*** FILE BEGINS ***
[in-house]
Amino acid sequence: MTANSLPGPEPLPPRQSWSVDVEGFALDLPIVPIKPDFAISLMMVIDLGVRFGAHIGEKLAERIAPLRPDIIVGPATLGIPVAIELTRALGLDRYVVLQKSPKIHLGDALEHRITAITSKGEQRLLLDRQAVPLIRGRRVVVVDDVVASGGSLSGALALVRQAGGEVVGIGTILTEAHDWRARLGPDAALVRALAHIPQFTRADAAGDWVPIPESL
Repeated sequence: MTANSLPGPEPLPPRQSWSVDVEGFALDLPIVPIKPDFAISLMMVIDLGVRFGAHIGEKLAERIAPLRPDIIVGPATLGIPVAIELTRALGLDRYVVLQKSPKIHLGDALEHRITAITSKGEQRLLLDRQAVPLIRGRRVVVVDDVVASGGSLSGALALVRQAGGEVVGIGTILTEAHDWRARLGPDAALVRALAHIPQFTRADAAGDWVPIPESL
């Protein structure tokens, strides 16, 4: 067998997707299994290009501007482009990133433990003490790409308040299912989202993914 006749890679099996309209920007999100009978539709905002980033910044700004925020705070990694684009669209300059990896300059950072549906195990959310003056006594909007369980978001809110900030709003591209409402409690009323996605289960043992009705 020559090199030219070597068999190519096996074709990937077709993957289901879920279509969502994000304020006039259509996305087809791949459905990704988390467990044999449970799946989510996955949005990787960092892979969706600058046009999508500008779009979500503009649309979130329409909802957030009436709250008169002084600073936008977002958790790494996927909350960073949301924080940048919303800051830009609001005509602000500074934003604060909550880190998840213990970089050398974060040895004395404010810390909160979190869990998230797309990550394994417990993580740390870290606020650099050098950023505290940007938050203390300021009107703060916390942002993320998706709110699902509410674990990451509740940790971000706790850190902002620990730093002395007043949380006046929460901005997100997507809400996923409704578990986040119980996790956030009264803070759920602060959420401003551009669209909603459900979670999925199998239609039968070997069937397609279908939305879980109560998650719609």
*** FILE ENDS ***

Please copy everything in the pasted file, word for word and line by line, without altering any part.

[in-house]
Amino acid sequence: MTANSLPGPEPLPPRQSWSVDVEGFALDLPIVPIKPDFAISLMMVIDLGVRFGAHIGEKLAERIAPLRPDIIVGPATLGIPVAIELTRALGLDRYVVLQKSPKIHLGDALEHRITAITSKGEQRLLLDRQAVPLIRGRRVVVVDDVVASGGSLSGALALVRQAGGEVVGIGTILTEAHDWRARLGPDAALVRALAHIPQFTRADAAGDWVPIPESL
Repeated sequence: MTANSLPGPEPLPPRQSWSVDVEGFALDLPIVPIKPDFAISLMMVIDLGVRFGAHIGEKLAERIAPLRPDIIVGPATLGIPVAIELTRALGLDRYVVLQKSPKIHLGDALEHRITAITSKGEQRLLLDRQAVPLIRGRRVVVVDDVVASGGSLSGALALVRQAGGEVVGIGTILTEAHDWRARLGPDAALVRALAHIPQFTRADAAGDWVPIPESL
């Protein structure tokens, strides 16, 4: 067998997707299994290009501007482009990133433990003490790409308040299912989202993914 006749890679099996309209920007999100009978539709905002980033910044700004925020705070990694684009669209300059990896300059950072549906195990959310003056006594909007369980978001809110900030709003591209409402409690009323996605289960043992009705 020559090199030219070597068999190519096996074709990937077709993957289901879920279509969502994000304020006039259509996305087809791949459905990704988390467990044999449970799946989510996955949005990787960092892979969706600058046009999508500008779009979500503009649309979130329409909802957030009436709250008169002084600073936008977002958790790494996927909350960073949301924080940048919303800051830009609001005509602000500074934003604060909550880190998840213990970089050398974060040895004395404010810390909160979190869990998230797309990550394994417990993580740390870290606020650099050098950023505290940007938050203390300021009107703060916390942002993320998706709110699902509410674990990451509740940790971000706790850190902002620990730093002395007043949380006046929460901005997100997507809400996923409704578990986040119980996790956030009264803070759920602060959420401003551009669209909603459900979670999925199998239609039968070997069937397609279908939305879980109560998650719609």